Forms of Abstraction

works by Foozhan Kashkooli, Matt Horick, and Janice Mueller


by Foozhan Kashkooli



by Matt Horick

Whirlpool Galaxy

Whirlpool Galaxy

by Janice Mueller

The Grand Jazz

The Grand Jazz

by Foozhan Kashkooli



by Matt Horick

Looking for the Milky Way

Looking for the Milky Way

by Janice Mueller

Center for the Arts | Dalton Gallery

121 E. Main St. | Rock Hill, SC



Jan. 6 - Feb. 12, 2017
Thurs., Jan. 19, 2017
5:30 PM
Foozhan Kashkooli


Foozhan Kashkooli’s inspiration for this series came from music, landscape, and the evocation of old memories. In each painting, Kashkooli worked to capture the rhythmical structure of her emotions through composition of form, shape, and color. By incorporating sculptural relief elements to her work, she also adds another dimension to the experience of the viewer’s interpretation of painting.


Foozhan received her B.A. from Queens University of Charlotte with emphasis on painting and printmaking and her M.F.A. degree in Studio Art from Winthrop University with a focus on painting, drawing and metal sculpture. As an artist, she has worked with many different mediums including Metal Sculpture, Intaglio, Film photography, drawing and painting. Foozhan’s current work is mainly focused on mixing large scale paintings with metal, wood or installation in an abstract style. She is currently an Adjunct Professor of Fine Arts at Rowan-Cabarrus Community College.


Kashkooli’s works were selected for exhibition on the the 2016 ArtPop billboards in association with the Arts and Science Council of Charlotte, and she participated in the Skyline Artist Residency at the Goodyear Building in Uptown Charlotte. Foozhan’s works have exhibited in the Patrick, McLaurin, and Lewandowski Student Galleries at Winthrop University, in the Loading Dock Gallery at the Gettys Art Center, at Hart Witzen Gallery in Charlotte, and at the Elder Gallery in the Carolina’s Got Art, Salon 2015 Competition.  |

Matt Horick

Tectonic Series | All of Matt Horick’s forms begin as circles or ellipses cut from sheet steel using a jigsaw. The shapes are then bent and molded to become warped cylinders. This idea of folding and rolling simple circles into voluminous, geometrically complex yet simple forms is the central concept of this work. It is very important, to Horick, that the circular faces remain bent in only one direction so as not to stretch or distort the circle. The forms are shaped with regards to the “limitation” of the material just as paper can be folded or rolled but not stretched. The relation of the object to the plinth is an ongoing consideration in his work as well, using proportion, tension and color to bridge the two.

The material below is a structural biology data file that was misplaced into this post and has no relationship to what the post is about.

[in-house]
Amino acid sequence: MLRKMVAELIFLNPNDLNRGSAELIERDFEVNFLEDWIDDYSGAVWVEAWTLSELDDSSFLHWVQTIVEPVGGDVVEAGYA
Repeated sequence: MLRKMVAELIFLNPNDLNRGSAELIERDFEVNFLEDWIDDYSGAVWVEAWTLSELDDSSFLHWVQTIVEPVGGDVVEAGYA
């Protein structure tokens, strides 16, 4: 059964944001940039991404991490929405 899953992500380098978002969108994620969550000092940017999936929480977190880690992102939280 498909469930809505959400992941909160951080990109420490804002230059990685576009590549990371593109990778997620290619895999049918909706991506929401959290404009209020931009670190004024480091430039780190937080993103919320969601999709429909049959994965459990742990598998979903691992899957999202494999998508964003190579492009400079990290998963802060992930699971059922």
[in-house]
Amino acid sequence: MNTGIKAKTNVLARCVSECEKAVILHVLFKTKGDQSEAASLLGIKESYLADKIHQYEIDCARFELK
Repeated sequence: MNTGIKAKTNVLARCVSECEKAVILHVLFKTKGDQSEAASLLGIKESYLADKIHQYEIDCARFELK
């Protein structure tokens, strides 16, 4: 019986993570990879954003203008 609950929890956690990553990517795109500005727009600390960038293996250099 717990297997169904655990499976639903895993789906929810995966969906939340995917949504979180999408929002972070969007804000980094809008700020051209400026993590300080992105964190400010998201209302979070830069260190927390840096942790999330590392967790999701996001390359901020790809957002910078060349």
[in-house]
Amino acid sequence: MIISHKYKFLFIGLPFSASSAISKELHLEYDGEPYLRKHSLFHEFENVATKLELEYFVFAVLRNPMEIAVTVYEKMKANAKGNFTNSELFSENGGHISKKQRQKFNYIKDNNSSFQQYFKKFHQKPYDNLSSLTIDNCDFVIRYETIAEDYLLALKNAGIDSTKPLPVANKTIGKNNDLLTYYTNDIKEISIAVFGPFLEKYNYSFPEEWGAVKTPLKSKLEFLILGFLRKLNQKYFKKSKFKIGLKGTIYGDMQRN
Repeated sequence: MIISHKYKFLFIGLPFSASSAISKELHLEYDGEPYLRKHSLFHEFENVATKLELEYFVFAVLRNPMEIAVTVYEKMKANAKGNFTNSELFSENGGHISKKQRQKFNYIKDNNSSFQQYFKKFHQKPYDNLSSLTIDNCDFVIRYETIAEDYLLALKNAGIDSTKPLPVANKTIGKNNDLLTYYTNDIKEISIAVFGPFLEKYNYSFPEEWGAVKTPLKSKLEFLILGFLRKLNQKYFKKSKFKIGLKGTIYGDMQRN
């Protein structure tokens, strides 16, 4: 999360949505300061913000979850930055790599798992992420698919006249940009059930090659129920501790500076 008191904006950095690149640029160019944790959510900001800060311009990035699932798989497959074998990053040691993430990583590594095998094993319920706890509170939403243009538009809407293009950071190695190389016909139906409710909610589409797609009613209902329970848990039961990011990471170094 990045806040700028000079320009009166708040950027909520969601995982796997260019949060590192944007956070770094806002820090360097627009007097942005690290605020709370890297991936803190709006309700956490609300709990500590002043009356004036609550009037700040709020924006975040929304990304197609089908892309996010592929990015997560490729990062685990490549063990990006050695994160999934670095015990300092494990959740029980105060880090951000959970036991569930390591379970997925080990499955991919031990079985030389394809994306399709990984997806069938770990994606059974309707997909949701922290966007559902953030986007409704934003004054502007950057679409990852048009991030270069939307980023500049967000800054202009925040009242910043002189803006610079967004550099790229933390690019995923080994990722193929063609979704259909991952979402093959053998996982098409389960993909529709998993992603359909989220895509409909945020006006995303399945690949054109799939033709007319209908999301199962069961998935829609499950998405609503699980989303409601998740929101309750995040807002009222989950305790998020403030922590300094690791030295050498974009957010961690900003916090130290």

Matt Horick attended Winthrop University in Rock Hill, SC. His works have been exhibited in solo and group shows including “The Art of Thinking.” at the South Carolina Governor’s School for the Arts & Humanities, “Transformations” at the Sumter County Gallery of Art, “Tilt::Bend” at Artistry at Taylor’s Mill in Taylors, South Carolina, Artfields in Lake City, South Carolina, at the McColl Center for Art + Innovation, and in the Edmund Lewandowski Classroom Gallery at the Center for the Arts in Rock Hill, South Carolina. He was a summer affiliate artist in residence at the McColl Center for Art + Innovation in 2016, and he recently completed a commission, “From Textile to Technology” for Fountain Park Place by Comporium Communications. |


Janice Mueller

Symbols that have been with us since before the advent of organized civilization: spirals, grids, triangles, captivate me. There is no way to know what these symbols meant thousands of years ago; the passage of time has left eons covering meaning.


The engineering and scientific feats of peoples thousands of years ago fill me with respect. 12,000 years ago the builders of a burial site in Newgrange, Ireland, were able to judge when the sun would light up a chamber for 12 minutes on the 21st of December, the winter solstice, celebrating the symbolic rebirth of nature. That wondrous event still happens every year.


For Janice Mueller, the color symbolizes the years and centuries, indeed, millennia, hiding the original meaning of those symbols. she scratches and scrapes through the layers of color exposing just small parts of whatever is beneath. She cannot understand it. She savors the mystery.


The works are heavily textured urging the viewer to reach out and touch the paintings. To establish physical contact makes the experience real.


As science and art move onward toward the future, looking back and honoring our beginnings utilizing the modest tools of my craft seems a good thing to do. Recent interest has taken Mueller, and her art, beyond the confines of our gravitation pull. It seems appropriate. But she feels the technological pull of the 21st century and expect that the future will bring further developments as she moves her traditional medium toward newer and untested media.


Janice Mueller began serious study of art at the Staedel Abend Schule, in Frankfurt am Main, in 1979. She continued her studies at the Wiesbadener Kunstschule in Wiesbaden, Germany from 1983 until 1985. Upon returning to the United States she completed her BFA at the University of Rhode Island in Kingston, RI in 1989. After graduation she re-located to Corpus Christi, Texas, with her family. While there she exhibited extensively. In 1993, Janice moved to Charlotte, North Carolina. In 1999, she completed her MFA at Winthrop University in Rock Hill, South Carolina where she was invited to remain and teach. In 2004 Janice received the North Carolina Arts Fellowship for an Artist’s Residency at the Vermont Studio Center in Johnson, Vermont. She lives and paints in Charlotte, North Carolina. |

Sponsored by

Perimeter Gallery


Catawba River Art Guild

January 6 - February 12, 2017



Center for the Arts

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